The main Maoist party in Peru calls itself the Communist Party of Peru. Since this name is also used by other Peruvian "leftist" groups, the Maoists have most often been referred to popularly as Sendero Luminoso [Shining Path]. But here I will use their official name, which is abbreviated as PCP (from the Spanish initials). The founder of this party is Abimael Guzmán Reynoso, who led it under the name of Chairman Gonzalo until his capture by the government in 1992. Since then he has been held in a military prison.
The PCP initiated a people's war in 1980, which gained strength throughout the decade and into the first few years of the 1990s. But with Guzmán's capture, the revolution suffered an abrupt collapse. More than a decade later it is still attempting to recover, though it has been showing some signs of a resurgence lately.
To my knowledge, the reasons for the collapse of this first attempt at revolution in Peru have not yet been publicly summed up by either the PCP or by any organized forces of the international revolutionary movement. It seems that one of the clear factors has to be the excessive reliance the party placed on Chairman Gonzalo as an individual. There was a tremendous cult of personality built up around him, even though the PCP had not even achieved state power yet. The PCP called Gonzalo the "fourth sword of Marxism" (the previous three being, presumably, Marx, Lenin and Mao), and described him as the "guarantor of the revolution." In reality no single individual can "guarantee" the success of any revolution, as events in Peru have proven once again.
Another suggested reason for the collapse of the first revolutionary attempt in Peru is the possible neglect of mass line methods and an insufficient focus during the Guzmán period on the struggles the masses themselves considered most important. I don't know if this suggestion is correct or not. It is very difficult to know the extent to which the mass line, as I understand the term, was (or is) being used by the PCP. The party did use the term 'mass line', but it seems to have been used in a broad way, as meaning something like working among the masses or the Party work of organizing the masses in support of the people's war. Much emphasis was put on a basic principle of historical materialism, that "the masses make history", and little attention, as far as I have been able to determine, was placed on leading the masses according to Mao's principle of "from the masses, to the masses".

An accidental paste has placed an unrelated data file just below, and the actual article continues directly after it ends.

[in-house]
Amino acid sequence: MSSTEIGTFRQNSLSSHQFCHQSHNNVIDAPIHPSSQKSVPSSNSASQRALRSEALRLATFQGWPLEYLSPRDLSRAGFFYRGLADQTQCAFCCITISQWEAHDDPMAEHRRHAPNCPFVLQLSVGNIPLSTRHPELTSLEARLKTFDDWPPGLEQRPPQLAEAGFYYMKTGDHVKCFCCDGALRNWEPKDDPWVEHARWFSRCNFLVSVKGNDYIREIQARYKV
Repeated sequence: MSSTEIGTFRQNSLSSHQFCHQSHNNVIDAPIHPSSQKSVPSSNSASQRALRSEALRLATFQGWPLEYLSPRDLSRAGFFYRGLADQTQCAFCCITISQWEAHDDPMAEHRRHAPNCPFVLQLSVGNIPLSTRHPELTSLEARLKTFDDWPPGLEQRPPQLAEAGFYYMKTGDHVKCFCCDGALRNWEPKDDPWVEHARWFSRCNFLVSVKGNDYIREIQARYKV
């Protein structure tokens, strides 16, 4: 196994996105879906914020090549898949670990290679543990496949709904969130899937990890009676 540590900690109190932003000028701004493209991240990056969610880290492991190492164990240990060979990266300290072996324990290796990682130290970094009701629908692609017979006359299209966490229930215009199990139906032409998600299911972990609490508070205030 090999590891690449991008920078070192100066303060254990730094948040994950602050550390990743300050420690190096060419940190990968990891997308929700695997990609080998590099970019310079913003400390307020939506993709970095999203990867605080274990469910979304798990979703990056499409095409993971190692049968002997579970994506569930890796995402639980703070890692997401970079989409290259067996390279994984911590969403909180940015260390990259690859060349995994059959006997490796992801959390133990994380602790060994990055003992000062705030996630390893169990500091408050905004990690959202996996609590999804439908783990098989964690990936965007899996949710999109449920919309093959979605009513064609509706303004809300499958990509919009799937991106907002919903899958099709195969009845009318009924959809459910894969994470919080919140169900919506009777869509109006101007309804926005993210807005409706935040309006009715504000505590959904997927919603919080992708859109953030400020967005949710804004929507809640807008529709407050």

Some time after Guzmán's capture, a major two-line struggle developed within the PCP ["Shining Path"], and the two factions may now be operating as independent parties. It is difficult to know the precise positions of either side in this struggle—let alone which side is most correct. But it seems that one faction is still led by Guzmán from prison and has been calling for negotiations with the government and the end (at least for now) of the guerrilla war. The other, apparently smaller, faction is still engaged in people's war. It has, however, criticized some of the past practice of the PCP in relation to the masses. I don't know if this includes the criticism that the Party was not paying sufficient attention to the mass line.
"The Mass Line", a document from the PCP . This document mentions the leadership method of "from the masses, to the masses" only in passing, but does discuss the PCP's efforts to mobilize various sections of the masses. One position defended here, that "all the mass work" of the Party should be "done through the People's Guerrilla Army" is rather dubious, in my opinion, and sounds like a reflection of what Mao called "a purely military point of view." It is doubtful that the PCP fully followed such a policy, however. It would have been very difficult to implement it in Lima and other urban areas, for example.
A friend of mine who speaks Spanish tells me that the frequently used word 'revindication' in this translation might be somewhat misleading. He gave me this explanation: The Spanish word 'reivindicación' means 'recovery' (of something you have a right to). However, in Spanish-speaking countries in the Americas the left often uses the term to mean struggles around the basic welfare of the masses in general. Literally, the word means to regain lost positions, such as if welfare were cut or land taken away, a 'lucha reivindicativa' would be a struggle to get back the previous position of things. It is often expanded (though probably somewhat differently in different geographical areas) to include all sorts of reformist struggles. It might be best translated as 'reformist struggle' rather than 'revindication struggle', although that doesn't quite mean "reformist" in our typical sense of the word. (After all, Spanish also has the word 'reformista', which is used to connote struggles that have an actual reformist aim, whereas revolutionaries might engage in 'lucha reivindicativa'.)
[More may be added later.]